Cullen grew up in mountainous Frackville, Pennsylvania but would often take trips out to visit his mom's side of the family who farm in Kentucky. His initial interest in plant science stems from helping on the family farm and his enjoyment of science over the years which helped him realize that plant genetics would be a good fit for him.
He received his Bachelor of Science in Plant Science (2019) from Penn State University before ultimately deciding to pursue graduate school at The Ohio State University "due to [our] prestigious ranking nationally in the field of plant genetics and the highly unique programmatic structure requiring very little coursework and a strong focus on research, mentorship, outreach, education through workshops and seminars, and the ability to undertake an internship in industry during my studies".
As a PhD candidate, Cullen's research "aims to elucidate the genetic factors underpinning an observed increased insect-herbivory resistance in grapevine native to the northern/northeastern U.S. and southern Canada (Vitis labrusca) compared to European grapevine (Vitis vinifera). This work is very multi-faceted, providing a broad overview of resistance, succeeded by studies of specific genes/gene families of interest. Insect-herbivory observational studies, in silico genome investigations, phylogenetics, transcriptomics, and metabolomics will be employed to capture a wholistic understanding of the insect-herbivory defense response between species. The ultimate goal of my work is to provide breeders and geneticists with target genes to introgress or engineer into existing crop plants to decrease insect predation and increase yields."
In addition to his research, class, and lab involvements, Cullen is also highly engaged with our department, regularly participating in departmental socials, seminars, and symposiums. Additionally, he was able to pursue an internship with Corteva Agriscience this past summer (2022).
Cullen was gracious enough to let us glimpse further into what an afternoon as a PhD candidate is like. The day we captured revolved around his Japanese Beetle feeding study on grapevine which took place in the Howlett Greenhouse and Waterman Agricultural and Natural Resources Laboratory (Waterman).
Wow! 90 seconds goes by quick - here's a more detailed explanation of what you saw in the video:
Step 1: Beetle Collection
- Experimental prep begins the day before by placing traps around Waterman to collect the Japanese Beetles.
- Around 4-5pm he collects the Japanese Beetles traps set around Waterman. The traps are made of an emitter, plastic bag & a post to hang them both on. The emitter releases a pheromone to lure the beetles in (smells like a powerful flowery perfume) once the beetles land in the plastic bag the sides are too slick & narrow for them to get back out.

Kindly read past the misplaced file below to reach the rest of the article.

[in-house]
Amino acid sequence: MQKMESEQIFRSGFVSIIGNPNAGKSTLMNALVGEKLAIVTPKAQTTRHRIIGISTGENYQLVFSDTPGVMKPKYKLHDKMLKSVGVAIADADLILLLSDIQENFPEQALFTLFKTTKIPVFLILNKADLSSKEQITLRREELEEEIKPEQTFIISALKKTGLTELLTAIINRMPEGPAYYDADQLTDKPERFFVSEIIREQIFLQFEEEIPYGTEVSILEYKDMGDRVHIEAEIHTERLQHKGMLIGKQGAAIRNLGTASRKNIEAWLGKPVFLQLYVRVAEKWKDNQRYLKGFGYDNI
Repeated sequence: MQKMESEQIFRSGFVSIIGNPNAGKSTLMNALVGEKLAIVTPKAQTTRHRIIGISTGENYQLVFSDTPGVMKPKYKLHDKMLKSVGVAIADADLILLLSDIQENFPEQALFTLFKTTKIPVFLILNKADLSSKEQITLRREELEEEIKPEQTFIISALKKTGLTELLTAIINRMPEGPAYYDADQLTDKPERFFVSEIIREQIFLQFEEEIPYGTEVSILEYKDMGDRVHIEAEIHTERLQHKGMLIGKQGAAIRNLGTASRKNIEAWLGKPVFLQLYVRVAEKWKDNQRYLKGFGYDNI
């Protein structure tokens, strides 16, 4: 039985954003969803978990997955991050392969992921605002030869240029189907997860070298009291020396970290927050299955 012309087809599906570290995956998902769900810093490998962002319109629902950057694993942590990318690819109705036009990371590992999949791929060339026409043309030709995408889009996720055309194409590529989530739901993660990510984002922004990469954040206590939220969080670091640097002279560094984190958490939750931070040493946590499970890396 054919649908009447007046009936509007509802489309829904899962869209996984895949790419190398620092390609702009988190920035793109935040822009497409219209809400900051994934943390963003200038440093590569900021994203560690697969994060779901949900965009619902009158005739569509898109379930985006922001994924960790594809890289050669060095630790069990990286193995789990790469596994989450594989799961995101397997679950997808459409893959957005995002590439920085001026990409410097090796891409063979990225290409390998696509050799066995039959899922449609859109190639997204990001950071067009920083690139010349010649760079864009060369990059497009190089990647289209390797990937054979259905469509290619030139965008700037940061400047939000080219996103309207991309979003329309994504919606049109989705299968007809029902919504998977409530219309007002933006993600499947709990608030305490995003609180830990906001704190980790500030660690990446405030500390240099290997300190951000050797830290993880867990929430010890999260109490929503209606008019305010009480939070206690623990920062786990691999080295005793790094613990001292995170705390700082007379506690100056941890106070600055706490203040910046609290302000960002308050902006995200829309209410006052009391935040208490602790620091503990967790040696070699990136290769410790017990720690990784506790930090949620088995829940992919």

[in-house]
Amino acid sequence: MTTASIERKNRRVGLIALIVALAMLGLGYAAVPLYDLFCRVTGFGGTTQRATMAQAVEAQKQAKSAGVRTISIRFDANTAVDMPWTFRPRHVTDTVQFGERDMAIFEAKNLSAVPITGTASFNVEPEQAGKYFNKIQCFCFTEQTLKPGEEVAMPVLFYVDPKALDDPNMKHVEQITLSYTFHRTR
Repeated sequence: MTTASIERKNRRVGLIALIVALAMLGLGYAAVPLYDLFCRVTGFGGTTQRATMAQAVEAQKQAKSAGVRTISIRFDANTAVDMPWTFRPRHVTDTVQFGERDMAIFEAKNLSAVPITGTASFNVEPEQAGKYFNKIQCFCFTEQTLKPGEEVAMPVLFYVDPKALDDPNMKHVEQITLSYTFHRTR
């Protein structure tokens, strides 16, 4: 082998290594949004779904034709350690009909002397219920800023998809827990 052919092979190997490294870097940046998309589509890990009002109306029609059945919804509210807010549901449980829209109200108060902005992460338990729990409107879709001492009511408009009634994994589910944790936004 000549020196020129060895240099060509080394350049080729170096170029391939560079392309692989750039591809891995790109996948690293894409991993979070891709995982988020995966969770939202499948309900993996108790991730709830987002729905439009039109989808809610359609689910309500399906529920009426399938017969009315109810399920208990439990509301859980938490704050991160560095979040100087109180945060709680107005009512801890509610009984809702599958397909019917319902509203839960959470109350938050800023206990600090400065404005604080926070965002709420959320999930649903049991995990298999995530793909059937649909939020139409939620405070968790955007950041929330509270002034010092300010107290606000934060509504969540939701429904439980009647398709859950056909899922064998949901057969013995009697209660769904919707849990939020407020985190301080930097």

- The collected beetles are then brought back to the Howlett Greenhouse to spend the night in a "Bugdorm" with limited food before the experiment begins the next morning around 9-10am.
Step 2: Grapevine Leaf Selection
- He selects a few grapevines from the Gschwend Lab greenhouse for the experiment and brings them into the headhouse.
- Prep continues by gathering all necessary supplies + labels for the experiment.
- Selection of target leaves for feeding begins - care is taken to ensure leaves are consistent across the experiment (mature leaves of comparable size & placement on the plant).
- Chosen leaf is photographed against a standardized photo board before feeding begins as a reference photo. The photo board helps accurately gage the surface area later (it contains a quarter for scale).
- Select a ring stand + beetle container to hold the chosen leaf in place.
- The ring stand was made with input from a wide variety of individuals within the lab, OSU extension, the greenhouse, and Corteva AgriScience; Its design was challenging but of particular importance and because his experiments require the beetles to only feed on specific sides of the leaf. It was further complicated as beetles generally only like to feed under specific conditions – high light, moderate humidity, low wind.
- Airholes were added to containers since both beetles and the plant need air movement.
Step 3: Beetle Introduced to Grapevine Leaf
- Select a moving beetle from the Bugdorm “they’re more vigorous & likely more apt to feed”.
- He “presents” the chosen beetle a specific side of the leaf to feed on (either top or bottom) but it’sultimately the beetle’s choice which side of the leaf they end up feeding on (or if they even choose to feed at all).
- Wait for the beetle to begin feeding.
Step 4: Leaf Preservation in Liquid Nitrogen
- 1 hour after the beetle began feeding on the leaf - it's time to collect them and release them back outside.
- Cut the leaf that has been fed on & lay it as flat as possible on the photo board, take a picture, grab a labeled tube, put the leaf into tube, then place it all straight into the liquid nitrogen – all of this being done rapidly.
- This quick process freezes the state of the transcriptome (state of expression of all the genes) and the metabolome (state of all the metabolites in the plant) so that later he will be able to evaluate them.
- AKA - the liquid nitrogen preserves the response state of the leaves, later allowing us to see what the gene expression was and what metabolites were being formed in the leaf tissues upon the Japanese Beetles feeding.
Step 5: Clean Up
- The last step is cleaning everything up and marking the experimented plants with a flag indicating when it was last experimented with.
- His lab will wait a minimum of 3-4 days before using the plant again since they don't want the plant to have any defensive responses to beetles feeding on it in the future.
Repeat experiment for as many replicants as necessary.
Cullen's projected graduation is May of 2024 - Learn more about the research going on in the Gschwend Lab and prospective graduate student opportunities.